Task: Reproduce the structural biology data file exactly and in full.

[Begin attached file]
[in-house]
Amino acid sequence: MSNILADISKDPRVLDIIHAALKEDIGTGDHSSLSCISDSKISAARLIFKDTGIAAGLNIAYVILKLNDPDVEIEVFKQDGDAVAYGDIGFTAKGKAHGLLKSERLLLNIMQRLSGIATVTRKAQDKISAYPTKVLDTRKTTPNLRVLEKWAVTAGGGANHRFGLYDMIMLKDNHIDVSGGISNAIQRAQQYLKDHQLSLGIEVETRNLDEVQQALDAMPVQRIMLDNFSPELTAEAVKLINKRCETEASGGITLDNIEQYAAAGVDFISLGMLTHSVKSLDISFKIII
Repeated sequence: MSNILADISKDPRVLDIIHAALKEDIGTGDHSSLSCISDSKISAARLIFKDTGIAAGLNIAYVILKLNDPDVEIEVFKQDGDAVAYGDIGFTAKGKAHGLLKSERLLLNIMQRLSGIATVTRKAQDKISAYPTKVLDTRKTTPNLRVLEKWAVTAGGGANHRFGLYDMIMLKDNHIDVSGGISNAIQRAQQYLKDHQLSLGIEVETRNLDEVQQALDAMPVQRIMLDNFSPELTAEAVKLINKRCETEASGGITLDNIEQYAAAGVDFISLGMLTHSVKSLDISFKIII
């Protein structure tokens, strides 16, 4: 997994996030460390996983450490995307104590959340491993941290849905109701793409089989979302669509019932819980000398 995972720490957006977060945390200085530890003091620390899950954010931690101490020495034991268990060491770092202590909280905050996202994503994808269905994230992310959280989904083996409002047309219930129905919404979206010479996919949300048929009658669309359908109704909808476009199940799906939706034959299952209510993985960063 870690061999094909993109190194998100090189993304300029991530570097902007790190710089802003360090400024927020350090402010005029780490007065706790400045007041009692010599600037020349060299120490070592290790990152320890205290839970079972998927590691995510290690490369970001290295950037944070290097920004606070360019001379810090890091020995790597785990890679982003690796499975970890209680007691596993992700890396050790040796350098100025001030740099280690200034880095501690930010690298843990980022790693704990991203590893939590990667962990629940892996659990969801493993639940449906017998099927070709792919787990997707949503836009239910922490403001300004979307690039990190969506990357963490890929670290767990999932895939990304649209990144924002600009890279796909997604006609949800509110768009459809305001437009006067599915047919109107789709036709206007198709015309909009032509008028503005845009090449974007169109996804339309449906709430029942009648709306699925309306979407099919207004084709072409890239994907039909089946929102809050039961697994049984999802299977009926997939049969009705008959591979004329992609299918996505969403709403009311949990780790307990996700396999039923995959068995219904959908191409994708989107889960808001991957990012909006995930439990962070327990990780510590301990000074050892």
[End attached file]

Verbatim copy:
[in-house]
Amino acid sequence: MSNILADISKDPRVLDIIHAALKEDIGTGDHSSLSCISDSKISAARLIFKDTGIAAGLNIAYVILKLNDPDVEIEVFKQDGDAVAYGDIGFTAKGKAHGLLKSERLLLNIMQRLSGIATVTRKAQDKISAYPTKVLDTRKTTPNLRVLEKWAVTAGGGANHRFGLYDMIMLKDNHIDVSGGISNAIQRAQQYLKDHQLSLGIEVETRNLDEVQQALDAMPVQRIMLDNFSPELTAEAVKLINKRCETEASGGITLDNIEQYAAAGVDFISLGMLTHSVKSLDISFKIII
Repeated sequence: MSNILADISKDPRVLDIIHAALKEDIGTGDHSSLSCISDSKISAARLIFKDTGIAAGLNIAYVILKLNDPDVEIEVFKQDGDAVAYGDIGFTAKGKAHGLLKSERLLLNIMQRLSGIATVTRKAQDKISAYPTKVLDTRKTTPNLRVLEKWAVTAGGGANHRFGLYDMIMLKDNHIDVSGGISNAIQRAQQYLKDHQLSLGIEVETRNLDEVQQALDAMPVQRIMLDNFSPELTAEAVKLINKRCETEASGGITLDNIEQYAAAGVDFISLGMLTHSVKSLDISFKIII
């Protein structure tokens, strides 16, 4: 997994996030460390996983450490995307104590959340491993941290849905109701793409089989979302669509019932819980000398 995972720490957006977060945390200085530890003091620390899950954010931690101490020495034991268990060491770092202590909280905050996202994503994808269905994230992310959280989904083996409002047309219930129905919404979206010479996919949300048929009658669309359908109704909808476009199940799906939706034959299952209510993985960063 870690061999094909993109190194998100090189993304300029991530570097902007790190710089802003360090400024927020350090402010005029780490007065706790400045007041009692010599600037020349060299120490070592290790990152320890205290839970079972998927590691995510290690490369970001290295950037944070290097920004606070360019001379810090890091020995790597785990890679982003690796499975970890209680007691596993992700890396050790040796350098100025001030740099280690200034880095501690930010690298843990980022790693704990991203590893939590990667962990629940892996659990969801493993639940449906017998099927070709792919787990997707949503836009239910922490403001300004979307690039990190969506990357963490890929670290767990999932895939990304649209990144924002600009890279796909997604006609949800509110768009459809305001437009006067599915047919109107789709036709206007198709015309909009032509008028503005845009090449974007169109996804339309449906709430029942009648709306699925309306979407099919207004084709072409890239994907039909089946929102809050039961697994049984999802299977009926997939049969009705008959591979004329992609299918996505969403709403009311949990780790307990996700396999039923995959068995219904959908191409994708989107889960808001991957990012909006995930439990962070327990990780510590301990000074050892």